We all experience guilt from time to time. But many of us have a hard time overcoming guilt and find it difficult to forgive ourselves, even though we may readily forgive others. First of all, it’s important to recognize whether our guilt is true or false. Just because we feel guilty, that doesn’t mean we are. Feelings aren’t facts. And even if our guilt is “true”–that we’ve morally transgressed, we’re still worthy and capable of forgiveness.
Codependents have underlying internalized shame, which fosters a guilty conscience. They’re especially hard on themselves and may suffer from frequent bouts of unrelenting, false guilt.
Codependency and False Guilt
Codependents, in particular, are easy targets of manipulation and projection of blame from other people that they willingly accept. Many codependents are or were victims of abuse in the past, and the role of victim is familiar and more comfortable than standing up for themselves. In their mind, doing so might risk the other person’s anger or worse, the end of a relationship. They rather take the blame and feel guilty. Thus, they’re always saying “I’m sorry” to keep the peace, but don’t really mean it. Moreover, they’ve learned to abuse themselves with negative inner talk. (To overcome this, see 10 Steps to Self-Esteem-The Ultimate Guide to Stop Self-Criticism.
Codependents feel guilty for not giving or doing enough–not measuring up to their perfectionistic, unrealistic ideals. They feel guilty for their negative feelings and thoughts–sometimes including lustful thoughts and feelings. Moral perfectionism, which may have been instilled by religious shaming, can make people unhealthily obsessive about monitoring their thoughts and feelings. Many codependents idealize love and kindness and attempt to disavow and suppress their anger and unpleasant feelings. The more they try to suppress them the more self-loathing and negative feelings they create.
Another source of false guilt is the habit of feeling responsible for others. They feel guilty for the feelings and thoughts of others –things beyond their control. Codependents take this to an extreme and even feel guilty for others’ actions and behaviors. It’s common for abusers to blame their actions on their victims and for addicts to blame their addiction on their partners, who in both cases accept it as true. Narcissists and borderline personalities typically use projection of blame and criticism to shift responsibility and get their needs met. (See my blog on manipulation and emotional blackmail.) However, codependents can feel guilty without being blamed. They deny their needs and wants and put those of others first. The result is that they take on responsibilities that belong to others and feel guilty saying “no.”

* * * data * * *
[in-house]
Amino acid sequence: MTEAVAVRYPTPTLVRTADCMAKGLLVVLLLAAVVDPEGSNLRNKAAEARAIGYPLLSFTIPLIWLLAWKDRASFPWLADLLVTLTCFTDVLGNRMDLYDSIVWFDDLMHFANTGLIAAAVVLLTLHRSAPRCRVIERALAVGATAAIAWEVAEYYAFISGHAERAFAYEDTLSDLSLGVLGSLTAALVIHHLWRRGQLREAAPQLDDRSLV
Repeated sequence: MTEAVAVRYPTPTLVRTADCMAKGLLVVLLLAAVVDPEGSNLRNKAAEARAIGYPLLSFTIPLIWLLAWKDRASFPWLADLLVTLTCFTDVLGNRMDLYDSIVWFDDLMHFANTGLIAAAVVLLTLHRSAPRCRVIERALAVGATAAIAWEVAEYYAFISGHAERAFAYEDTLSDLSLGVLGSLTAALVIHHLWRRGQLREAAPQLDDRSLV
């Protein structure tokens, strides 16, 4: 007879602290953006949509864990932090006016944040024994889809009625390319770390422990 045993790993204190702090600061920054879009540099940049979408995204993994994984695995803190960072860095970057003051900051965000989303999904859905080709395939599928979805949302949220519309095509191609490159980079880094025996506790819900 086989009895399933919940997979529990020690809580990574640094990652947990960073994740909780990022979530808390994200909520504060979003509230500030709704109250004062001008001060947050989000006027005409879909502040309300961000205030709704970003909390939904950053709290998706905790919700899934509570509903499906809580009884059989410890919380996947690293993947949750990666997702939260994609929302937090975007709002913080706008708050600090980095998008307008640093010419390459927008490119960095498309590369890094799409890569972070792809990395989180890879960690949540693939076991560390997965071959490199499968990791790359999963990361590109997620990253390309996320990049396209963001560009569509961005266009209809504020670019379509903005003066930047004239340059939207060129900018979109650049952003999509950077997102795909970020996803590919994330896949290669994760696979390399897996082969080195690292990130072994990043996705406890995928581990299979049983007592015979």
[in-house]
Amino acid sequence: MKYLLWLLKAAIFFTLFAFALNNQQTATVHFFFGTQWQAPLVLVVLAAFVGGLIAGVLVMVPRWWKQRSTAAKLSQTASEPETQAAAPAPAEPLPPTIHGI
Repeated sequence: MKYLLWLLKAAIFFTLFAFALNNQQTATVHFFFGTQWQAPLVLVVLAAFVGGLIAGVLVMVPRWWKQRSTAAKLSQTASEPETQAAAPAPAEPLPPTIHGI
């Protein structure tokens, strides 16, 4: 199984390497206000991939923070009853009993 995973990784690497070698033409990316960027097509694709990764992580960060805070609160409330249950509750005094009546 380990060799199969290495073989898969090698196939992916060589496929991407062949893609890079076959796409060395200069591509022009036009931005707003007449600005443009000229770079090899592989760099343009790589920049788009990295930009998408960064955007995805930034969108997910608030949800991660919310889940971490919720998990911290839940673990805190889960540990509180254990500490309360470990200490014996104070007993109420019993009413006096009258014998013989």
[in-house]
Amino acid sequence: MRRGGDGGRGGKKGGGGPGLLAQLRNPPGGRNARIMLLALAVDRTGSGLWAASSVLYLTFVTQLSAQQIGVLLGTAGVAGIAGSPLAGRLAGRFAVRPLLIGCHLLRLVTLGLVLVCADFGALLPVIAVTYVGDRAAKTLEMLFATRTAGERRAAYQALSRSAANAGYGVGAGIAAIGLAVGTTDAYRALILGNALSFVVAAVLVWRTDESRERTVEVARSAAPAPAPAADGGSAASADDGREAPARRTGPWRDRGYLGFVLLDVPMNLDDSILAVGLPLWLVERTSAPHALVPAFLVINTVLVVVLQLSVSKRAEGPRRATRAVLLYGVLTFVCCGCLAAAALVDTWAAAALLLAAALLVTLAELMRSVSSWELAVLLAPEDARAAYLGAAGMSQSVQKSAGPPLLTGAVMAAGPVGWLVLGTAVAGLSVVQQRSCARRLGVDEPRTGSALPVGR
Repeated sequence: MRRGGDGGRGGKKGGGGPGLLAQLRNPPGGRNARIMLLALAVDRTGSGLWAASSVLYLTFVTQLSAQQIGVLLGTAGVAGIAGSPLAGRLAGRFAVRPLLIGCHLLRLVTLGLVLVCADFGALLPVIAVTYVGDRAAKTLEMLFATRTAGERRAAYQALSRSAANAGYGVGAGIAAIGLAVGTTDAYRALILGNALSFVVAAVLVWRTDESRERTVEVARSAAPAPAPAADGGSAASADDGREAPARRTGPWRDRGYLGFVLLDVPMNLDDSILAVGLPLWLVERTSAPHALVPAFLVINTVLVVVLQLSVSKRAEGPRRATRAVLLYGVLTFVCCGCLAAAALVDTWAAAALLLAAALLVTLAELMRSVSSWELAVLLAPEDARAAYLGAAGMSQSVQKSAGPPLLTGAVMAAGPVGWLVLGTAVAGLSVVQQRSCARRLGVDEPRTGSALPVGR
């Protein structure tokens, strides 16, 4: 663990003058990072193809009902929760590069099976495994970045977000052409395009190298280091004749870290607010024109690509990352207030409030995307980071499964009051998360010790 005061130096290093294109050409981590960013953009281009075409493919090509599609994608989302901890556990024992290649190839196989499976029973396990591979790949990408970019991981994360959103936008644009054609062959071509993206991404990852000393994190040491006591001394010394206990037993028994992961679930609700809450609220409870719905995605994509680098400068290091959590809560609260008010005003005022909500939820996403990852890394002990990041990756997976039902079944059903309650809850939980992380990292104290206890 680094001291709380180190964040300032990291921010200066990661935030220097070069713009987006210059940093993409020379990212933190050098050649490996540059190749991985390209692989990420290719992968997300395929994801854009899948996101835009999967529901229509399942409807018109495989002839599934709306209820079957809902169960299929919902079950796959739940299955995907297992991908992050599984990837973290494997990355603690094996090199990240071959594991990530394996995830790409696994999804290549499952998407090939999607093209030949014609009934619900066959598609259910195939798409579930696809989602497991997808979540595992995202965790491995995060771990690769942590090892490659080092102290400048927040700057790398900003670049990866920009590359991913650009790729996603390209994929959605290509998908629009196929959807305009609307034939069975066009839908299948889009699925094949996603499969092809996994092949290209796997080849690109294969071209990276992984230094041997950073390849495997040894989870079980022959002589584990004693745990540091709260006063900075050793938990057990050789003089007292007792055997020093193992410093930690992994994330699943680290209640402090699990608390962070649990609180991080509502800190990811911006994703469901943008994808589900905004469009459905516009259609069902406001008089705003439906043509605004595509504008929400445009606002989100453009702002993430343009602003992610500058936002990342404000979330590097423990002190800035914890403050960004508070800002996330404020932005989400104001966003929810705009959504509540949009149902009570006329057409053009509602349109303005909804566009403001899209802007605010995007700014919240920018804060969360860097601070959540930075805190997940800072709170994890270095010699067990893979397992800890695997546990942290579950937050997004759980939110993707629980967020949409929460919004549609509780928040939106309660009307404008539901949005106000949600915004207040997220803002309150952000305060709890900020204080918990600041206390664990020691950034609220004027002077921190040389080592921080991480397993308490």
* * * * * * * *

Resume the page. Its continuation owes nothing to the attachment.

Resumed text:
When guilt is false, it’s an unhealthy symptom of shame. We blame ourselves and feel irredeemable. We’re more focused on ourselves and what people think of us than our concern for them. On the other hand, with true guilt, our focus is on the other person–how we’ve harmed them. We’re motivated to make amends and change our behavior in the future.
All religions encourage making amends in order to purge guilt and help repair relationships. The Twelve Steps of Alcoholics Anonymous and Codependents Anonymous also suggest making direct amends wherever possible. (For a detailed explanation with exercises of how to use Twelve Steps, see my ebook, Spiritual Transformation in the Twelve Steps)
Self-forgiveness starts with self-acceptance and humility. The opposite, ruminating or beating ourselves up, isn’t at all helpful in alleviating guilt. It just makes us feel worse about ourselves, while self-forgiveness builds our self-esteem. On the other hand, denying, rationalizing, or excusing our guilt doesn’t make it go away. We can push our feelings into our unconscious and in their place create irritability or resentment and anger toward the person we believe we’ve harmed. The most productive and effective course is to face reality, and then take specific steps to understand, analyze, and forgive ourselves. As we accept ourselves, we grow in self-compassion.
Freedom from Guilt and Blame – Finding Self-Forgiveness is an e-workbook designed to free you from guilt’s grip. It provides a step-by-step process to overcome guilt and find self-compassion by means of three different methods: cognitive, self-compassion, and spiritual, using practical techniques and exercises. You’ll be able to sort out guilt from other emotions and discover whether your guilt is true or false, healthy or unhealthy. You’ll also uncover the impact and connection between your values, perfectionism, and codependency and guilt, and learn what to do.
©Darlene Lancer 2015
Overcoming Guilt – Is Your Guilt True or False? by Darlene Lancer, MFT, a Licensed Marriage and Family Therapist in Santa Monica, CA, and author of Codependency for Dummies
How does one distinguish between making an attempt to understand and analyze oneself with rationalizing and excusing oneself. Often when I try to understand and analyze, it feels like i’m making excuses for my behavior and as a result I feel guilty.
Rationalization is different from self-analysis. The former is a type of denial, explained in my blog on denial and in Codependency for Dummies The latter should lead to any prolonged guilt, which reflects a guilty conscience and internalized shame. Finally, it may be difficult to see ourselves clearly, which is one of the benefits of both sponsorship in a 12-Step program and therapy. This is particularly true when we have a harsh or ever-present internal critic that stems from internalized shame.
Fantastic website and great knowledge! Keep up the great work